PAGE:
The effectiveness of physical interventions for people with spinal cord injuries: A systematic review
Harvey, Al., Lin, C., Glinsky, J. V. & Wolf, A. De. (2009). The effectiveness of physical interventions for people with spinal cord injuries: A systematic review. Spinal Cord, 47, 184195.
Abstract written by Jenny Carlton, Information Specialist, NCPAD
People with spinal cord injuries (SCI) experience a wide range of secondary health conditions, including poor strength, joint problems, muscle extensibility, bone density loss, pain, and muscle spasticity. These health conditions can cause physical impairments relating to activity limitations affecting walking, fine motor skills, and attending to personal self-care. Interventions by medical practitioners, exercise physiologists, and occupational and physical therapists show that people with SCI can improve these activity limitations. Therapists and clinicians want and need to know the most effective interventions in order to provide the best therapy options for their SCI clients. Researchers state that the best way to determine interventions' effectiveness comes from high-quality, randomized, controlled trials. This study attempted to provide a quantitative analysis of all randomized controlled trials designed to determine the effectiveness of physical interventions for people with SCI.
A literature search was performed on articles that fit the criteria of using randomized controlled trials involving physical interventions for people with SCI. More specifically, the inclusion criteria included: type of trials, type of participants, type of interventions, type of comparisons, and type of outcomes. Two reviewers independently performed the task of finding the articles that fit the criteria by using the Physiotherapy Evidence Database (PEDro), the search strategy for identifying randomized controlled trials. In order to retrieve specific information on subjects and fit within the criteria inclusion, the reviewers used the International Standards for the Classification of SCI. Once the results were collected, they were put into three categories: clearly important between-group difference, inconclusive, and ineffective.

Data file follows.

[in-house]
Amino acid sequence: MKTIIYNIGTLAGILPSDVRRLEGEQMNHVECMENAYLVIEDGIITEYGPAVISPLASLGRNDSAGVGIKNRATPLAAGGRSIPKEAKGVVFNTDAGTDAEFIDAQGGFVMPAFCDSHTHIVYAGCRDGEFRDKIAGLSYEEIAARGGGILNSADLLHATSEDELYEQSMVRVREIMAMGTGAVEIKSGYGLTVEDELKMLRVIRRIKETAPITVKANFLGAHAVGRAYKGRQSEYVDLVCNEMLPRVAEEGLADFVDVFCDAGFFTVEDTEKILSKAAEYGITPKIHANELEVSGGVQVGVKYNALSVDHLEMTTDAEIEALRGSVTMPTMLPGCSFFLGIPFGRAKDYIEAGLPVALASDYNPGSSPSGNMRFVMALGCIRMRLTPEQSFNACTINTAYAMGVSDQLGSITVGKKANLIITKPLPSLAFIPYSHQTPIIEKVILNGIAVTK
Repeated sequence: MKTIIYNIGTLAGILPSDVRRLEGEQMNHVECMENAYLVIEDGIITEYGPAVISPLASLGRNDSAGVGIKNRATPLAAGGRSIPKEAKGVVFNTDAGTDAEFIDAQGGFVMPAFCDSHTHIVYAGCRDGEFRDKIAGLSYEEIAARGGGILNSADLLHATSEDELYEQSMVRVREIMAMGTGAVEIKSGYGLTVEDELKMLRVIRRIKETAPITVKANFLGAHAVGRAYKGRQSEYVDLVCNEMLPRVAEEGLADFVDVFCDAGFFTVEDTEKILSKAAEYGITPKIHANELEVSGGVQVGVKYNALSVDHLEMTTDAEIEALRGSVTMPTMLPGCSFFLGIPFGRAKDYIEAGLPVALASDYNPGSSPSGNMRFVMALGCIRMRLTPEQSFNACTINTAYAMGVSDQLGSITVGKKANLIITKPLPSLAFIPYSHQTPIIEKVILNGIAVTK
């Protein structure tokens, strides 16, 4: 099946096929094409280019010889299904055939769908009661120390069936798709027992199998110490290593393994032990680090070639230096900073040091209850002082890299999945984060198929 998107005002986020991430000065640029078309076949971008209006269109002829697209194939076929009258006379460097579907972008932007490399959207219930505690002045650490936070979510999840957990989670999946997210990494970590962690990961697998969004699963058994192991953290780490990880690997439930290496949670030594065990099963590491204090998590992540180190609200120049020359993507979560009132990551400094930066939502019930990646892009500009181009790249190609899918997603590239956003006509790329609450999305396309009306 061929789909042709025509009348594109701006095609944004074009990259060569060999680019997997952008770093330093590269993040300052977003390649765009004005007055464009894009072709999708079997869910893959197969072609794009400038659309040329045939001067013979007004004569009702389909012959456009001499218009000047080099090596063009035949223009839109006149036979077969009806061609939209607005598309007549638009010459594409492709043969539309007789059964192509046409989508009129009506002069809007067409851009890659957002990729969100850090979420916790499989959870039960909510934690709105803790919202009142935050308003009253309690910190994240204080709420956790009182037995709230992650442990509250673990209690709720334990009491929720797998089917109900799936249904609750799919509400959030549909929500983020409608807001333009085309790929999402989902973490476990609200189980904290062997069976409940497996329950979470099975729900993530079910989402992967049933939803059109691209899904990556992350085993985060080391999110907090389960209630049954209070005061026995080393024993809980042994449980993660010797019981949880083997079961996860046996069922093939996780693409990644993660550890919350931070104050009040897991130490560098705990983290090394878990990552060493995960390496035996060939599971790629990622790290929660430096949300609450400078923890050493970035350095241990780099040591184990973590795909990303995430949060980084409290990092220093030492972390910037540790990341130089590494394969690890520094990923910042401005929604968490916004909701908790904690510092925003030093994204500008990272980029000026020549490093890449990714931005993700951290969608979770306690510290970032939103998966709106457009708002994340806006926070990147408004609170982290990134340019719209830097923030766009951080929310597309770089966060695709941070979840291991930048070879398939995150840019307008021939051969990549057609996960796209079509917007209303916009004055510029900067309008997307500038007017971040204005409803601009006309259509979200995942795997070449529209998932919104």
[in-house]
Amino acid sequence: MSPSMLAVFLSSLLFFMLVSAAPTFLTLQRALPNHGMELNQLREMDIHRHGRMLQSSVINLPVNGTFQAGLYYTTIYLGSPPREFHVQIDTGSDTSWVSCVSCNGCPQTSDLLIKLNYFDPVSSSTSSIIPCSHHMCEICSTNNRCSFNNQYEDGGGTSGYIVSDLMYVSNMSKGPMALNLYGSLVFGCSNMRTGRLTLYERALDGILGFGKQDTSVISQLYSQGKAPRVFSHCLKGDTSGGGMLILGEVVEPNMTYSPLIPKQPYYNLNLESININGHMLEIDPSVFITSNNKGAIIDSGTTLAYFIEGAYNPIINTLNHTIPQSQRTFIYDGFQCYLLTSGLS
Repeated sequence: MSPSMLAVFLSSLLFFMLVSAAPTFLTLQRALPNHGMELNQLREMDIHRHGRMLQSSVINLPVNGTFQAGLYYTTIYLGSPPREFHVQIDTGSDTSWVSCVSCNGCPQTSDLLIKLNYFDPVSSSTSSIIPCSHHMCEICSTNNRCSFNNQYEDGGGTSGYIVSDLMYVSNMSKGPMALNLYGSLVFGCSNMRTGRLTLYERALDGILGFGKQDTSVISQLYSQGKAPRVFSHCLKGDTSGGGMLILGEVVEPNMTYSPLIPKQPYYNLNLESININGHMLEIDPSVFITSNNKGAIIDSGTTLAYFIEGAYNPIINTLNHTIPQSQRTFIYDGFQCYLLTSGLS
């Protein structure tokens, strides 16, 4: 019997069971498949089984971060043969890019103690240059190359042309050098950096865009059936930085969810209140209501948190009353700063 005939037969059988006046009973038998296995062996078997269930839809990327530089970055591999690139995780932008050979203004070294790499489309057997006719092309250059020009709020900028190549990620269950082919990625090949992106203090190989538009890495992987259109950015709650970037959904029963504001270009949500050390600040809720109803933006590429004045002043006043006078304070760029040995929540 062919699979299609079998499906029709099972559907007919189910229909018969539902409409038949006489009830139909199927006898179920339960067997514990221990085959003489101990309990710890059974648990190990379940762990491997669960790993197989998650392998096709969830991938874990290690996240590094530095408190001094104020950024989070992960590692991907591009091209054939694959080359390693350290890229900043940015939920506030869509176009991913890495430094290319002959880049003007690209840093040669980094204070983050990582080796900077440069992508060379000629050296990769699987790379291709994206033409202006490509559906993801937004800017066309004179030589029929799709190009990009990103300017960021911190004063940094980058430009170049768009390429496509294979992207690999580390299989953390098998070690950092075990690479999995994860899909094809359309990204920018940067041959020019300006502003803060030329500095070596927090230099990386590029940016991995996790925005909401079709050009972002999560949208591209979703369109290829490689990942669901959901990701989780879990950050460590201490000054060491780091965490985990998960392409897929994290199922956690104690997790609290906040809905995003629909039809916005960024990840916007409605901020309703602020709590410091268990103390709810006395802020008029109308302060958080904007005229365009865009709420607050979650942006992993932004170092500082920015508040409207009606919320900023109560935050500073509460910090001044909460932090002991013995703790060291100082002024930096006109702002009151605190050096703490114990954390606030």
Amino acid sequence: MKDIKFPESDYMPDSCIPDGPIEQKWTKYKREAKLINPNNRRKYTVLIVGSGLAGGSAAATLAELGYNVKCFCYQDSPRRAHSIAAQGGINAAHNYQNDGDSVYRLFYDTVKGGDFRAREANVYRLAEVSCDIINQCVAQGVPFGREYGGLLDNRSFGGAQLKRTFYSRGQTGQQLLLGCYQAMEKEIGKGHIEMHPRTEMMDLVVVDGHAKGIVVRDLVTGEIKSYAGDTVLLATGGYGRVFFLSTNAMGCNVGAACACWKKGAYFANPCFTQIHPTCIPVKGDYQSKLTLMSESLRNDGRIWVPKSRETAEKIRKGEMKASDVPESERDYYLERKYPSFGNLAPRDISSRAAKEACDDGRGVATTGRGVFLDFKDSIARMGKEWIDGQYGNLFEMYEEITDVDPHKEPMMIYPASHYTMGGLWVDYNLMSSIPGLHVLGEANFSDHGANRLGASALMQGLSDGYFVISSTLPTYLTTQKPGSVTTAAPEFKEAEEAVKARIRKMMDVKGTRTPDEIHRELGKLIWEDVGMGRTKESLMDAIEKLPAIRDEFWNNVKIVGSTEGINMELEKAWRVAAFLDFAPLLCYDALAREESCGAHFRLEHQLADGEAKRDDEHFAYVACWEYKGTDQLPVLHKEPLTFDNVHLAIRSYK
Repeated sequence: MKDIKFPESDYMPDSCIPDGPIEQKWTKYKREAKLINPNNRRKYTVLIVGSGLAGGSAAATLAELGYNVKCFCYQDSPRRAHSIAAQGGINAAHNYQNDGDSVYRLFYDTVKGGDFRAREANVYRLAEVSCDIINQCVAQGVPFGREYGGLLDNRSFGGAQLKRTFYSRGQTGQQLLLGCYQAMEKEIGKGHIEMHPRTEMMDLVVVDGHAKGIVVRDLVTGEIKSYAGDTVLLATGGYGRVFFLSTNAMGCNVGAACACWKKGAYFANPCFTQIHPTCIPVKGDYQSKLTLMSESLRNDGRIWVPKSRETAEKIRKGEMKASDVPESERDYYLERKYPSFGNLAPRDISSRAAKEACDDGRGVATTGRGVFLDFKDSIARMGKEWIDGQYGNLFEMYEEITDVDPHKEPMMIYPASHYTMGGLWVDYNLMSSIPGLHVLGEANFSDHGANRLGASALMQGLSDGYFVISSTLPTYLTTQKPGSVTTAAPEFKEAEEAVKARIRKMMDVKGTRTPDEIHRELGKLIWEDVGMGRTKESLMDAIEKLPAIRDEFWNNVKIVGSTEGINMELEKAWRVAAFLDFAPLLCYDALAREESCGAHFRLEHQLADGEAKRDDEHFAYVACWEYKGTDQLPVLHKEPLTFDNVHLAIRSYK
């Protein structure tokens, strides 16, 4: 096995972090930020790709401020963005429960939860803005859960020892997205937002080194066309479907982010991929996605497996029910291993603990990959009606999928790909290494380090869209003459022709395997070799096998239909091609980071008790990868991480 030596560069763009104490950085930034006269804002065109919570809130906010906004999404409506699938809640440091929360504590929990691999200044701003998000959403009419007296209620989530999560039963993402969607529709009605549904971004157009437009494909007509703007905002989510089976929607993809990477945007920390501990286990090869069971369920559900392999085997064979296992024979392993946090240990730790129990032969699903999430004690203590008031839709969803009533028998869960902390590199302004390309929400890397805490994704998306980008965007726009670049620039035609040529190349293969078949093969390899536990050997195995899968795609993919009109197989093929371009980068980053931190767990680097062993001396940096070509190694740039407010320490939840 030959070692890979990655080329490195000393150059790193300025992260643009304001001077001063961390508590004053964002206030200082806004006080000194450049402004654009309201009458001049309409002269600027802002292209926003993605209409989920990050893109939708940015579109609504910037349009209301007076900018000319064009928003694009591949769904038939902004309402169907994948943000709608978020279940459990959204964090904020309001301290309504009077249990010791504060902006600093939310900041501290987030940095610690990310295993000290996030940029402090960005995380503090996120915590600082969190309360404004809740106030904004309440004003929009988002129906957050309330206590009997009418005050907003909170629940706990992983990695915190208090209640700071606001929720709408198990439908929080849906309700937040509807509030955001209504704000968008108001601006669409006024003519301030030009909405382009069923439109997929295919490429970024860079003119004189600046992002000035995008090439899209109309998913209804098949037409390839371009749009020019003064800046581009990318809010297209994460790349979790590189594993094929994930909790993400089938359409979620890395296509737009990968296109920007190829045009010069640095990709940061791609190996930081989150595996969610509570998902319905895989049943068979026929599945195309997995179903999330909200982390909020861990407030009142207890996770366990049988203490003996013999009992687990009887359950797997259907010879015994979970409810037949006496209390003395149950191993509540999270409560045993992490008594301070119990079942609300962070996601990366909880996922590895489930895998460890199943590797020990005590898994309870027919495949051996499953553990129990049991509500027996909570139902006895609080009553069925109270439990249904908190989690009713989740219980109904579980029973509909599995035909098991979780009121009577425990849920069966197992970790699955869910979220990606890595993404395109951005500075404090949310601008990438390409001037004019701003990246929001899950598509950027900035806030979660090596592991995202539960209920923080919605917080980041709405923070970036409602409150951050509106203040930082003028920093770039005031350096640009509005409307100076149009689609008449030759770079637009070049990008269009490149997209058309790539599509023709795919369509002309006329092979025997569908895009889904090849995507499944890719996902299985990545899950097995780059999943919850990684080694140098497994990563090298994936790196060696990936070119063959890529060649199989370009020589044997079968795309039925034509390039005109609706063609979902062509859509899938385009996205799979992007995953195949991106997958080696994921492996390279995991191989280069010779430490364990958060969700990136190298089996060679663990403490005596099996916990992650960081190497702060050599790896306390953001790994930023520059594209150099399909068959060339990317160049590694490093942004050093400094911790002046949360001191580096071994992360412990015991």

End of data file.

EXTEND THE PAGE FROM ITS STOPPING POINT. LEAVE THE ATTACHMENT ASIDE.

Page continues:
Researchers examined 4,543 abstracts and, out of those, only 31 papers met the inclusion criteria. From all of the trials, researchers calculated a total of 770 participants including those with incomplete SCI, paraplegia, and tetraplegia. Dropout was a common occurrence among participants and occurred throughout the majority of the studies. The 31 trials that met the inclusion criteria were grouped into 7 categories. fitness and strength training (seven trials investigated the effectiveness of arm or leg exercise); gait training (five trials assessed the effectiveness of gait training either with weight-supported systems or with orthoses); hand therapy (three trials compared biofeedback or somatosensory stimulation of the hand with conventional hand therapy); stretch (four trials examined the effectiveness of different stretch-based interventions on range of motion and shoulder pain); acupuncture (three trials examined the effect of acupuncture); hand splinting (two trials examined the effect of hand splints on people with tetraplegia); other related therapies (seven trials examined a range of different therapies, including effect of shoulder exercises or massage for mobility and depression; electrical stimulation or biofeedback for function; hippotherapy for spasticity; upper-limb exercise with graded tilting for postural hypotension; ultrasound for bone loss and stretches; and strengthening exercises for shoulder pain).
In general, the physical interventions mentioned in the trials did provide some evidence that they reduced physical limitations for people with spinal cord injuries. For strength and fitness training interventions, findings provided some promising evidence in their effectiveness, both with and without electrical stimulation. As for gait training, the results were similar to that of strength and fitness training programs. The physical intervention that seemed to have a bigger impact on strength and sensation was acupuncture. However, as most of the results from the reviewed trials were inconclusive, it was unclear from the majority of trials whether the treatments were effective. Although this systematic review did not provide substantial evidence, it did, however, show that the significance of treatment effects on impairments does increase when it is accompanied by evidence about treatment effects on activity limitations and participation restrictions. Research with a stronger emphasis on high-quality studies is the best way to ensure high-quality physical interventions for people with spinal cord injuries.